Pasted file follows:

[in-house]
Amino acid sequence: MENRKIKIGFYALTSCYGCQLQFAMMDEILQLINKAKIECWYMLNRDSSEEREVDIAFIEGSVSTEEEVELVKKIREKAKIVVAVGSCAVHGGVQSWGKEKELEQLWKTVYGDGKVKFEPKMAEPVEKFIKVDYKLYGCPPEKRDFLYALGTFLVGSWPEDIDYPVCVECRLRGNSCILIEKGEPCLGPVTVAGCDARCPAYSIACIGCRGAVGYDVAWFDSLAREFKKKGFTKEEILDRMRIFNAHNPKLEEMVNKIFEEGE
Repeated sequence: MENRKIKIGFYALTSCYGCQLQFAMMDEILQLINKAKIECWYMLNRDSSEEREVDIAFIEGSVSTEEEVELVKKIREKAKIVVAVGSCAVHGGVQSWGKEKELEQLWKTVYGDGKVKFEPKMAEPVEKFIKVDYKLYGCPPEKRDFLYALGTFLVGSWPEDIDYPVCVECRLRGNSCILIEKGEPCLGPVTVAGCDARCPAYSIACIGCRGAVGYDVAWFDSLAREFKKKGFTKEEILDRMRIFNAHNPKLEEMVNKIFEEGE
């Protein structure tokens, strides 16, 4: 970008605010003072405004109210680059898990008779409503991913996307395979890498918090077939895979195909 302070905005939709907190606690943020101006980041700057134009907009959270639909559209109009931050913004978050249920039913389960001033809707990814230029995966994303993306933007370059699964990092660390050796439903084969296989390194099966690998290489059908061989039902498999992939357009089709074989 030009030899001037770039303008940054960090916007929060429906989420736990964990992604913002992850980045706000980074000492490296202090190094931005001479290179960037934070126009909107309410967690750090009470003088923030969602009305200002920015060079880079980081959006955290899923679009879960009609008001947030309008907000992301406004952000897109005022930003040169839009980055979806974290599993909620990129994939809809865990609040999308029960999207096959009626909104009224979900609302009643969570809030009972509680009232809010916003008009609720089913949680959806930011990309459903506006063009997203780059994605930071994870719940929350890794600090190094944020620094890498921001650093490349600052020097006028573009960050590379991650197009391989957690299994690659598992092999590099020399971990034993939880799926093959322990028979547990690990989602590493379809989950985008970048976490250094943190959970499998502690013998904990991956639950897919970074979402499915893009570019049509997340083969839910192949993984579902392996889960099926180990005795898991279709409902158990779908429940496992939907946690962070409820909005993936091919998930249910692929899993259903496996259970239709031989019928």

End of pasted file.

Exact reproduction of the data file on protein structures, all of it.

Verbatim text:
[in-house]
Amino acid sequence: MENRKIKIGFYALTSCYGCQLQFAMMDEILQLINKAKIECWYMLNRDSSEEREVDIAFIEGSVSTEEEVELVKKIREKAKIVVAVGSCAVHGGVQSWGKEKELEQLWKTVYGDGKVKFEPKMAEPVEKFIKVDYKLYGCPPEKRDFLYALGTFLVGSWPEDIDYPVCVECRLRGNSCILIEKGEPCLGPVTVAGCDARCPAYSIACIGCRGAVGYDVAWFDSLAREFKKKGFTKEEILDRMRIFNAHNPKLEEMVNKIFEEGE
Repeated sequence: MENRKIKIGFYALTSCYGCQLQFAMMDEILQLINKAKIECWYMLNRDSSEEREVDIAFIEGSVSTEEEVELVKKIREKAKIVVAVGSCAVHGGVQSWGKEKELEQLWKTVYGDGKVKFEPKMAEPVEKFIKVDYKLYGCPPEKRDFLYALGTFLVGSWPEDIDYPVCVECRLRGNSCILIEKGEPCLGPVTVAGCDARCPAYSIACIGCRGAVGYDVAWFDSLAREFKKKGFTKEEILDRMRIFNAHNPKLEEMVNKIFEEGE
């Protein structure tokens, strides 16, 4: 970008605010003072405004109210680059898990008779409503991913996307395979890498918090077939895979195909 302070905005939709907190606690943020101006980041700057134009907009959270639909559209109009931050913004978050249920039913389960001033809707990814230029995966994303993306933007370059699964990092660390050796439903084969296989390194099966690998290489059908061989039902498999992939357009089709074989 030009030899001037770039303008940054960090916007929060429906989420736990964990992604913002992850980045706000980074000492490296202090190094931005001479290179960037934070126009909107309410967690750090009470003088923030969602009305200002920015060079880079980081959006955290899923679009879960009609008001947030309008907000992301406004952000897109005022930003040169839009980055979806974290599993909620990129994939809809865990609040999308029960999207096959009626909104009224979900609302009643969570809030009972509680009232809010916003008009609720089913949680959806930011990309459903506006063009997203780059994605930071994870719940929350890794600090190094944020620094890498921001650093490349600052020097006028573009960050590379991650197009391989957690299994690659598992092999590099020399971990034993939880799926093959322990028979547990690990989602590493379809989950985008970048976490250094943190959970499998502690013998904990991956639950897919970074979402499915893009570019049509997340083969839910192949993984579902392996889960099926180990005795898991279709409902158990779908429940496992939907946690962070409820909005993936091919998930249910692929899993259903496996259970239709031989019928």